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It was draft budget discussion time at the board offices of Louis Riel School Division on Feb. 11.
More than 130 individuals attended a public meeting that night, when LRSD’s board announced there will be a 0.9 per cent decrease in provincial funding compared to the previous year’s budget in light of the provincial government’s recent announcement regarding school funding.
In a news release, the board’s finance and audit committee chair Pamela Kolochuk said the decrease in funding from the province is "not keeping up with cost of living or enrolment that is projected to increase by 216 students to reach 16,004 in 2020-2021."
She said now in its fourth year of funding restraints, the board faces some "very difficult decisions to achieve a balanced budget."
To help reduce the impact of the funding reduction, the board is considering a two per cent increase to the special requirement, in line with the Minister of Education’s request to limit the increase to two per cent. This would mean a 1.12 per cent increase — or a $22.56 increase — to the taxpayer with an average home valued at $343,700 in the division.
The board is proposing a budget of $196,265,953 for the 2020-2021 school year.
Sandy Nemeth, the division’s board chair, said the board and senior management team are committed to doing everything possible to protect its core investments, which means no increases in overall class sizes or reductions in the number of teachers and educational assistants.
"We are mindful of protecting programs and services that lead to student engagement and success," Nemeth told The Lance recently, noting the division continues to grow each year.
"Our French immersion program still continues to attract families, which is exciting, and there’s a mixture of optimism and opportunity. At the same time, there’s a limited amount of dollars to allocate, and it’s our responsibility to listen to what the community is telling us they want. It’s a balancing act, and the really hard part is if you want to grow a certain area, the dollars might have to come from somewhere else."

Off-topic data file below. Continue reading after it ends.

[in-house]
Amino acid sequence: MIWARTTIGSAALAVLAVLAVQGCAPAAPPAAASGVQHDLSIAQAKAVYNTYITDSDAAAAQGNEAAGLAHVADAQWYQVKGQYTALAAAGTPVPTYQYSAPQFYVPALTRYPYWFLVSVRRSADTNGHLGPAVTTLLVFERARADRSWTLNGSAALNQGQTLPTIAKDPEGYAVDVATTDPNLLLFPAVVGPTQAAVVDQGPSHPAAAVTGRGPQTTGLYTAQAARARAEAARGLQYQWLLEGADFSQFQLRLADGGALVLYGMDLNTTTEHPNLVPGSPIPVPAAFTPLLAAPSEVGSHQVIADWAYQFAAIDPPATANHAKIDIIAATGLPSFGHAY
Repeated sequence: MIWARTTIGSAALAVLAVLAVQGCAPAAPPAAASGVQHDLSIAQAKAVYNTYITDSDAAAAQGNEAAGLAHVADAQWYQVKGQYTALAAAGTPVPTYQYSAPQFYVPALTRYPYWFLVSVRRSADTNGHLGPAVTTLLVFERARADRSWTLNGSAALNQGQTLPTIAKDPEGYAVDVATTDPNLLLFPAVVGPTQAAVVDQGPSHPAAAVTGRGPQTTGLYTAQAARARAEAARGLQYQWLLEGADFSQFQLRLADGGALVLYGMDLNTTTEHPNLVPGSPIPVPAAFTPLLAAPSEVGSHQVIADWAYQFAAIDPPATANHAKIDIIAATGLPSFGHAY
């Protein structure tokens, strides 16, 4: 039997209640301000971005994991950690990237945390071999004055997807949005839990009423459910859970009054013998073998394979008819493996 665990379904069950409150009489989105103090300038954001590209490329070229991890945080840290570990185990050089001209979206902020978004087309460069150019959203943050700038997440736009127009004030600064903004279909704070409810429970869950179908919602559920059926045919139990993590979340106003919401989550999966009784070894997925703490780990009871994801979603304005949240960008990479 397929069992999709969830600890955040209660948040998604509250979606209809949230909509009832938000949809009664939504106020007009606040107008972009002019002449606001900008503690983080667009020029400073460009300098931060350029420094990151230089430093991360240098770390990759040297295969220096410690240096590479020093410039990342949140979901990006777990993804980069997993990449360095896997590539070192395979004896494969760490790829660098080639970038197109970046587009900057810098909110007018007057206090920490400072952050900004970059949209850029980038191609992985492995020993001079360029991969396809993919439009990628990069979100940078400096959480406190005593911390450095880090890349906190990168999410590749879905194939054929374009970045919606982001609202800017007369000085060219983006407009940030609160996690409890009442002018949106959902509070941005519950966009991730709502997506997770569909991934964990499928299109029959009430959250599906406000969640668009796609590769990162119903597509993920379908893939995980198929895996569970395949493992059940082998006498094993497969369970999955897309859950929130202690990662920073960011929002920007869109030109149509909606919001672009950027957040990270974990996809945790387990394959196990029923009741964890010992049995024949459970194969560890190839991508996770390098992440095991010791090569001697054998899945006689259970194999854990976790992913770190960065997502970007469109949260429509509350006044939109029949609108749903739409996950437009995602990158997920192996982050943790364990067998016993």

Nemeth said to help protect front-line services, such as teachers and educational assistants, LRSD will be looking at a number of cost-saving measures, including further reductions to staffing furthest from the classroom, operating expenses and repairs to facilities. The board also continues to seek clarification from the government on its directive to reduce core management by 15 per cent.
Christian Michalik, the division’s superintendent, said despite funding not keeping up with the cost of living and projected enrolment increases, the priority remains to protect student learning and wellness.
"We’re going to find a way to protect what’s most important, which is teachers and EAs working with students in the classroom," Michalik said. "Also, we want to ensure our project investments remain equitable and inclusive in our school community."
Michalik said the budget included the provision for continued local funding for projects that include the full-day kindergarten pilot project, Indigenous education, and an additional 5.65 increase in full-time equivalent teachers.
"We can’t ignore the fact we’re growing and we have to hire more teachers. We’ve worked hard at getting to a place where class sizes are good, and don’t want to undo all the good work we’ve done," he said.
Go online at lrsd.net for more information.
Community journalist — The Lance
Simon Fuller is the community journalist for The Lance. Email him at email@example.com Call him at 204-697-7111